from The American Heritage® Dictionary of the English Language, 5th Edition.

  • noun Any of numerous widely distributed evergreen ferns of the genus Asplenium, having undivided to featherlike fronds with oblong to linear sori arranged along the veins.

from The Century Dictionary.

  • noun Any fern of the genus Asplenium.

from the GNU version of the Collaborative International Dictionary of English.

  • noun (Bot.) Any fern of the genus Asplenium, some species of which were anciently used as remedies for disorders of the spleen.

from Wiktionary, Creative Commons Attribution/Share-Alike License.

  • noun Any of a number of types of ferns in the genus Asplenium

from WordNet 3.0 Copyright 2006 by Princeton University. All rights reserved.

  • noun any of various chiefly rock-inhabiting ferns of the genus Asplenium


from The American Heritage® Dictionary of the English Language, 4th Edition

[So called because it was thought to cure spleen disorders.]


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  • apparently a cockamamie sort of cure, believed "useful for ailments of the spleen, due to the spleen-shaped sori on the backs of the fronds" according to Wiki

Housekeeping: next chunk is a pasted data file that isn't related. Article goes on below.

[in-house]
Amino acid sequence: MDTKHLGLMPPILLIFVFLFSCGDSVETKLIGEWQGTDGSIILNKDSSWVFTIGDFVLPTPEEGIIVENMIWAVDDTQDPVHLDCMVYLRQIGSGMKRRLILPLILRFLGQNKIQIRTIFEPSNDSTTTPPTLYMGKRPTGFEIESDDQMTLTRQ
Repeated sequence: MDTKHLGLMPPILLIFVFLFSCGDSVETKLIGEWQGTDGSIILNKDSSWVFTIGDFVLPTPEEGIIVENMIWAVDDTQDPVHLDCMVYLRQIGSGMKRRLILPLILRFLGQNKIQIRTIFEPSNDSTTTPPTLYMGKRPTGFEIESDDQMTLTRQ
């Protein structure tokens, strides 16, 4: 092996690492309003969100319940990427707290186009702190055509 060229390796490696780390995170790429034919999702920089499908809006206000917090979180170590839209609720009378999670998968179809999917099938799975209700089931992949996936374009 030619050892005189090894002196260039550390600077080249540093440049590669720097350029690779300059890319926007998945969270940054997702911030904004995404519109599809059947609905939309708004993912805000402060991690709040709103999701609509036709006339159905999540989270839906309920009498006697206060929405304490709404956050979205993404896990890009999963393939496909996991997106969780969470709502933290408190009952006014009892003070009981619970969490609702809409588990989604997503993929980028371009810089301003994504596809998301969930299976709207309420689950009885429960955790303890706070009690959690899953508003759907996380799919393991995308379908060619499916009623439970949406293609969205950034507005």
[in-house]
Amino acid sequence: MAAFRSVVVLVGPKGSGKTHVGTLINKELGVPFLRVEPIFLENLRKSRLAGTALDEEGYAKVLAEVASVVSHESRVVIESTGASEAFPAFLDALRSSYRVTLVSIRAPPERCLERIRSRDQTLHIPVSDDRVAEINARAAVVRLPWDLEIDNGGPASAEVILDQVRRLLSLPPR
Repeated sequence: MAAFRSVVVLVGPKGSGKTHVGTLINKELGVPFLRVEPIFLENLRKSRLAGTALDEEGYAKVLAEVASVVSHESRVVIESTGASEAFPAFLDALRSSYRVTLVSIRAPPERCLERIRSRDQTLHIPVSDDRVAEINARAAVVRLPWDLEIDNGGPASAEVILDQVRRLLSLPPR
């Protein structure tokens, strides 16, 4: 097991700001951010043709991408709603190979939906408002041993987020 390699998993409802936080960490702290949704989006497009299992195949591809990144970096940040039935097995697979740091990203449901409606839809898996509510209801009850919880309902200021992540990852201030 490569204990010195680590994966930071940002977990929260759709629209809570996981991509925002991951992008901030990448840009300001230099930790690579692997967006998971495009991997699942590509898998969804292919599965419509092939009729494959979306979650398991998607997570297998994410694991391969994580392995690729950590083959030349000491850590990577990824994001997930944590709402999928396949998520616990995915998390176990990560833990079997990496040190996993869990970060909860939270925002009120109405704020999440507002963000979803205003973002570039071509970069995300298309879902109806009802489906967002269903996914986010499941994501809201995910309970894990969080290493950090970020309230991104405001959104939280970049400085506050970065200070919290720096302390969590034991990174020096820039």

September 21, 2009

  • Safe past the Gnome thro' this fantastic band, 55

    A branch of healing Spleenwort in his hand.

    Then thus address'd the pow'r: "Hail, wayward Queen!

    Who rule the sex to fifty from fifteen:

    Parent of vapours and of female wit,

    Who give th' hysteric, or poetic fit, 60

    On various tempers act by various ways,

    Make some take physic, others scribble plays;

    Who cause the proud their visits to delay,

    And send the godly in a pet to pray.

    A nymph there is, that all thy pow'r disdains, 65

    And thousands more in equal mirth maintains.

    But oh! if e'er thy Gnome could spoil a grace,

    Or raise a pimple on a beauteous face,

    Like Citron-waters matrons cheeks inflame,

    Or change complexions at a losing game; 70

    If e'er with airy horns I planted heads,

    Or rumpled petticoats, or tumbled beds,

    Or caus'd suspicion when no soul was rude,

    Or discompos'd the head-dress of a Prude,

    Or e'er to costive lap-dog gave disease, 75

    Which not the tears of brightest eyes could ease:

    Hear me, and touch Belinda with chagrin,

    That single act gives half the world the spleen."

    "The Rape of the Lock", Canto IV

    September 26, 2009